• Susette Mueller added an answer in MCF10A Cells:
    How can I achieve 100% penetration of my antibody in IF on 3D mammary structures?

    Hi all,

    I am growing MCF10A cells on Matrigel, so that they form 3D acini, fixing them after 16 days. Unfortunately, I have Ab penetration issues. I have tried 2-hour incubation in primary Ab, o/n at 4*C, o/n at 4*C with 0.1% triton and still face problems: the outer cells stain very well, whereas the central ones appear negative, while they should be positive for the stain. I have tried fixation in formalin and formalin+0.1% glutaraldehyde.
    I am sure it's a penetration issue. Anyone doing similar experiments/facing the same problems and any suggestions on how to overcome this???

    Thanks so much! Grateful for your answers!!!

    Mina

    Susette Mueller · Georgetown University

    1.  By the way the glutaraldehyde was a bad idea because it will extensively crosslink and further block antibody access.  

    2.  The Trition is a very good idea, but you can also fix in the presence of 0.1 or 0.2% Tx with your formaledhyde to speed penetration and then post extractd with 0.5% triton to further increase antibody penetration.  Here is a link to a paper that not only is good for penetration but also to block the background which is notoriously high in matrix containing 3D structures.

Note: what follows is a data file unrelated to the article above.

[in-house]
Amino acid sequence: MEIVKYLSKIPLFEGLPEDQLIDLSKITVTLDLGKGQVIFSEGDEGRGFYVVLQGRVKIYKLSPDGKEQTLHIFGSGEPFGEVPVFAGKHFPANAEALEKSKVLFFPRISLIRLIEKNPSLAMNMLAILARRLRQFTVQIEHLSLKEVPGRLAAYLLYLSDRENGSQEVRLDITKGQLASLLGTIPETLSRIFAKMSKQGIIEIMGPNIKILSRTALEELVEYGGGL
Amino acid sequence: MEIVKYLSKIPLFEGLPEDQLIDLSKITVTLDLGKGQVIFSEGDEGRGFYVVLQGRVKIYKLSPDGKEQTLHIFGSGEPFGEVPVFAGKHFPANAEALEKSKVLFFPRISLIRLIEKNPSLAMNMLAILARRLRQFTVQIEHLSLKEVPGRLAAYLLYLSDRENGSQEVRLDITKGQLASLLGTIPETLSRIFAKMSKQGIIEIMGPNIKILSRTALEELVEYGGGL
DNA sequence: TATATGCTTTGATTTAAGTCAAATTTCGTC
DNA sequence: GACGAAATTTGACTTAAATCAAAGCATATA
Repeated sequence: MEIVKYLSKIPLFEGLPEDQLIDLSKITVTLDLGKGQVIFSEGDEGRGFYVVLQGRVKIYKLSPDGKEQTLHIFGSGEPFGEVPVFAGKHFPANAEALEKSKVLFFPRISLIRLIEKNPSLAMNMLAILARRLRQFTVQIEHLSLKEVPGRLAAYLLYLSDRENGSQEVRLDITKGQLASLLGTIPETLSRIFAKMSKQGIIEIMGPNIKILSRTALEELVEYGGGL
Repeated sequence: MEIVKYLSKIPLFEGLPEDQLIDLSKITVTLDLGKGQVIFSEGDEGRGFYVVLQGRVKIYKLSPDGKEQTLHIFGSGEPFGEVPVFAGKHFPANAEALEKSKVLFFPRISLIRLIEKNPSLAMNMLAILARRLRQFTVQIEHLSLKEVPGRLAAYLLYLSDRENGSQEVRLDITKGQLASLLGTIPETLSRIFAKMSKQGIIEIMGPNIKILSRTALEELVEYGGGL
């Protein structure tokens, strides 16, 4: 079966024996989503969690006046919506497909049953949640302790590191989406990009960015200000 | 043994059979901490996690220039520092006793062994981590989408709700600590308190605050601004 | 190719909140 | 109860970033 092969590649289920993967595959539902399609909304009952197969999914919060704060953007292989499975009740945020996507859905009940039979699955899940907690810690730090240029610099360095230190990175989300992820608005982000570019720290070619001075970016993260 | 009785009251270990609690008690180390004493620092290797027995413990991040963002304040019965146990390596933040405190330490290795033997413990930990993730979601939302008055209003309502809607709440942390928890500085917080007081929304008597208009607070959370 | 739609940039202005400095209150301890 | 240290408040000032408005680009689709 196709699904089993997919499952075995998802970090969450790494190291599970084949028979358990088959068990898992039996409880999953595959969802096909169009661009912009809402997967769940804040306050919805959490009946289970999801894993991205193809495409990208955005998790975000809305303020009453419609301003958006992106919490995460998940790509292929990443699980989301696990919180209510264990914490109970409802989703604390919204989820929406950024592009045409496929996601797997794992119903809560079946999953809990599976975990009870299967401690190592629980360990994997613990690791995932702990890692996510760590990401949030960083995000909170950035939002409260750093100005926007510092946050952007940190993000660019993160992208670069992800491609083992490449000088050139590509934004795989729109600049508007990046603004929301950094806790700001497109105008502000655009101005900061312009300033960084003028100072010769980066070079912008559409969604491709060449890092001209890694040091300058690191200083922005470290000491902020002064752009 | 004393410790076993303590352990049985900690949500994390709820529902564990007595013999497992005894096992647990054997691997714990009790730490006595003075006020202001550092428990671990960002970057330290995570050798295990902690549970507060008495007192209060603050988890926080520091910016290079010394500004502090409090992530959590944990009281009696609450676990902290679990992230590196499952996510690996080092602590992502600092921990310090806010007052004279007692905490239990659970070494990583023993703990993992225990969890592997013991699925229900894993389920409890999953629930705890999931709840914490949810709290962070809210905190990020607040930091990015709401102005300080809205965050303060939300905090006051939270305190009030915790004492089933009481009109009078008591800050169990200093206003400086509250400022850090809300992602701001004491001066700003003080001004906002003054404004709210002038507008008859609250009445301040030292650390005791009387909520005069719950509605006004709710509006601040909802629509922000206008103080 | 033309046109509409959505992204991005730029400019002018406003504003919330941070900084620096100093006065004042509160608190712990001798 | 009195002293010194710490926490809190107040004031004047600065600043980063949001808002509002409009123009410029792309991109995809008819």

Curr Protoc Cell Biol. 2010 Sep;Chapter 10:Unit 10.18.1-20. doi: 10.1002/0471143030.cb1018s48.
    Imaging cells in three-dimensional collagen matrix.
    Artym VV1, Matsumoto K.
    Author information
    Abstract
    The use of in vitro three-dimensional (3-D) collagen matrices to mimic an in vivo cellular environment has become increasingly popular and is broadening our understanding of cellular processes and cell-ECM interactions. To study cells in in vitro 3-D collagen matrices, both cellular proteins and the collagen matrix must be visualized. In this unit, the authors describe the protocol and provide troubleshooting for immunolabeling of cells in 3-D collagen gels to localize and visualize cellular proteins with high-resolution fluorescence confocal microscopy. The authors then describe confocal reflection microscopy as a technique for direct imaging of 3-D fibrillar collagen matrices by discussing the advantages and disadvantages of the technique. They also provide instrument settings required for simultaneous imaging of cellular proteins with fluorescence confocal imaging and 3-D collagen fibrils with confocal reflection microscopy. Additionally, the authors provide protocols for a "cell sandwiching" technique to prepare cell cultures in 3-D collagen matrices required for high-resolution confocal imaging.